Ehud Barak's assertion that Iran has "essentially delayed their arrival at the red line by eight months," is in line with the timeframe laid out by Israeli Prime Minister Benjamin Netanyahu in September, when he spoke at the U.N. General Assembly. There, Netanyahu said the world has until next summer at the latest to stop Iran before it can build a nuclear bomb. The West suspects Iran may be aiming toward production of nuclear weapons and has imposed a series of sanctions on the regime.
U.S. lawmakers are currently working on a set of new sanctions that could prevent Iran from doing business with most of the world until it agrees to internationally demanded constraints on its nuclear program. Iran denies it is trying to build a bomb, insisting its program is for peaceful purposes. However, it has restricted access of U.N. inspectors to the country's nuclear sites.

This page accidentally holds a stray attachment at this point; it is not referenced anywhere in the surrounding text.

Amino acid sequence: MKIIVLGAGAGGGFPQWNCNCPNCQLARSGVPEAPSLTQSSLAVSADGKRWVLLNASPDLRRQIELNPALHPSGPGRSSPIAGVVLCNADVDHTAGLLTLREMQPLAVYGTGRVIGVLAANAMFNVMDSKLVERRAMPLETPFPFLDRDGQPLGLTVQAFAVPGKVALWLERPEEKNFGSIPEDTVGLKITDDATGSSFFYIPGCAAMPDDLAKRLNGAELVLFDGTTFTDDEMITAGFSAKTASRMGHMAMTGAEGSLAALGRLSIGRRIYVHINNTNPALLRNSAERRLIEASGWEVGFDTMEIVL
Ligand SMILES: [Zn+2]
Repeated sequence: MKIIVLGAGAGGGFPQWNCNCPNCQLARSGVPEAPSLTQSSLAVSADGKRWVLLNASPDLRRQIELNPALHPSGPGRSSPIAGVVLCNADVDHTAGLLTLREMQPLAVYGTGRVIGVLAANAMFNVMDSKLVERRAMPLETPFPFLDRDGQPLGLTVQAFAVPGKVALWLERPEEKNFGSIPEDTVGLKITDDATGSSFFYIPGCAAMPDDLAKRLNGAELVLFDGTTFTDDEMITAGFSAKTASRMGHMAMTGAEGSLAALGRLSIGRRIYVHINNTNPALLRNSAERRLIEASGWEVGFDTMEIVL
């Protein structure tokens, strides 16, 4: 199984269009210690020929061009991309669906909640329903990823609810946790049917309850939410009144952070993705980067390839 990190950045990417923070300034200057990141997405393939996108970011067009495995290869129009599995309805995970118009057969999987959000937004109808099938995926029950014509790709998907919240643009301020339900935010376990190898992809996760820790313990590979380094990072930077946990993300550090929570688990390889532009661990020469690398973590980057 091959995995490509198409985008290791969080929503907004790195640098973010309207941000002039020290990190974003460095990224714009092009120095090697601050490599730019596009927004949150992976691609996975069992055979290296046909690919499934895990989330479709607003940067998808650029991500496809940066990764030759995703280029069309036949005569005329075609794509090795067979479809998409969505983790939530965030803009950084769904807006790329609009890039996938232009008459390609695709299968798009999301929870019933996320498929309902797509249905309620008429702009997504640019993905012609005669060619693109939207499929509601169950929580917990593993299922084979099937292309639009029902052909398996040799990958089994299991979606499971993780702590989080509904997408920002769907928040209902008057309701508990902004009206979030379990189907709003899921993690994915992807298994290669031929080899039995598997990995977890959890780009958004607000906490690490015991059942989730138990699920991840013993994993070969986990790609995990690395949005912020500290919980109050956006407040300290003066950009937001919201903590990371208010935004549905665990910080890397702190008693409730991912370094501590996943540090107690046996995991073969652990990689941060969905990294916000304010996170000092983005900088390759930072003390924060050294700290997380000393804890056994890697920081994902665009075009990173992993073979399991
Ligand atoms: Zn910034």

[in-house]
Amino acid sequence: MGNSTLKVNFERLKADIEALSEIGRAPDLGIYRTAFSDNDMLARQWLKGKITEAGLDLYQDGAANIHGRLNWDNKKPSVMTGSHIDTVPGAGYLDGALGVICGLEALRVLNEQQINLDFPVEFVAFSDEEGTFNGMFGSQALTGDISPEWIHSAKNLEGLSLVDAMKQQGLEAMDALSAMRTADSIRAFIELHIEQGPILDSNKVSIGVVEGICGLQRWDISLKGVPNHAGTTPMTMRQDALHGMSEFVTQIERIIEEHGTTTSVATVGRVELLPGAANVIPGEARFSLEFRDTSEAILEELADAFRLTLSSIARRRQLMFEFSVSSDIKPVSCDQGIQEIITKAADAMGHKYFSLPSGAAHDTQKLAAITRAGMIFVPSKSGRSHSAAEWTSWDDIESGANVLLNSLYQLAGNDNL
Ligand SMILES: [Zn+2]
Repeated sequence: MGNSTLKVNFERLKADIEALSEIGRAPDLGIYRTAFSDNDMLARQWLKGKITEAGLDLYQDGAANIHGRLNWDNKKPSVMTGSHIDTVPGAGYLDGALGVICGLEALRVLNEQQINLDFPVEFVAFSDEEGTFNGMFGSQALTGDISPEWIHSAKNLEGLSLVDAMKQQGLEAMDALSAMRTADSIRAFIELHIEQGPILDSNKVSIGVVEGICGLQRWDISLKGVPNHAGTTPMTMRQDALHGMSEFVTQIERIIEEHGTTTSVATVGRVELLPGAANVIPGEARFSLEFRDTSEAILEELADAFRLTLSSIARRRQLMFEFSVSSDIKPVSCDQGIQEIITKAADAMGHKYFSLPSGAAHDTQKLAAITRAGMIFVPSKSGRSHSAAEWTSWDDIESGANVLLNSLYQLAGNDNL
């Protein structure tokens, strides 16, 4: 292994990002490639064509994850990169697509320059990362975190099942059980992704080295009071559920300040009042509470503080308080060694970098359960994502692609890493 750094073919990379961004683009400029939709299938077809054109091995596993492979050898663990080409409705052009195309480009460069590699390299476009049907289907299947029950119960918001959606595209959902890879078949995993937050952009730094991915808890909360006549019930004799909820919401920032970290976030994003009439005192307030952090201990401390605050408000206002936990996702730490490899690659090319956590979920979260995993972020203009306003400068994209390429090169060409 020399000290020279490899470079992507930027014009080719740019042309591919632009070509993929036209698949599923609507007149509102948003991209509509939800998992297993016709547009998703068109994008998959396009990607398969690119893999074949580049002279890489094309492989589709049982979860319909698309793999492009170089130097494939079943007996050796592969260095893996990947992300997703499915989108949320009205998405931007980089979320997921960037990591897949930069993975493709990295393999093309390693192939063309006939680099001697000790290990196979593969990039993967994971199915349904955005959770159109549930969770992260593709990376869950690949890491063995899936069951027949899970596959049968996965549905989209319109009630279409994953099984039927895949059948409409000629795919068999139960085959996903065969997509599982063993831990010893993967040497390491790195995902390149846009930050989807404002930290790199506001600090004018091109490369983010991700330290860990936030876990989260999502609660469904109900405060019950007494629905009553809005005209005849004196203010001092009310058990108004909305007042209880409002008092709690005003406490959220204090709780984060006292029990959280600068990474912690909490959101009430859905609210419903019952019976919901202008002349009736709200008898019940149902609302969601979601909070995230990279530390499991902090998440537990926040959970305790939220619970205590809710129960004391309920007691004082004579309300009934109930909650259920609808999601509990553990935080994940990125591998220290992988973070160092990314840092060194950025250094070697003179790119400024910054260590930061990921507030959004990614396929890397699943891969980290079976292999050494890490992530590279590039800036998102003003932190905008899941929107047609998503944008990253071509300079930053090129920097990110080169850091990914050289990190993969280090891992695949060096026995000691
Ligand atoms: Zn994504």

Officials from the U.N. nuclear watchdog — the International Atomic Energy Agency — said Friday they would meet with Iranian officials in Tehran next month in an attempt to restart stalled nuclear talks. It would be the first such meeting since early summer, when talks halted over Iran's reluctance to allow IAEA into sites the agency suspects could have been used in secret work on nuclear weapons.
Israel sees Iran's nuclear program as an existential threat, citing Iranian denials of the Holocaust, its calls for Israel's destruction, its development of missiles capable of striking the Jewish state and its support for anti-Israel militant groups. Barak's comments, made during an interview late Thursday on Israel's Channel 2 TV, appeared to be based on an August report by the IAEA. The report said that Iran has converted much of its higher-level enriched uranium into a powder for a medical research reactor that is difficult to reprocess for weapons production.
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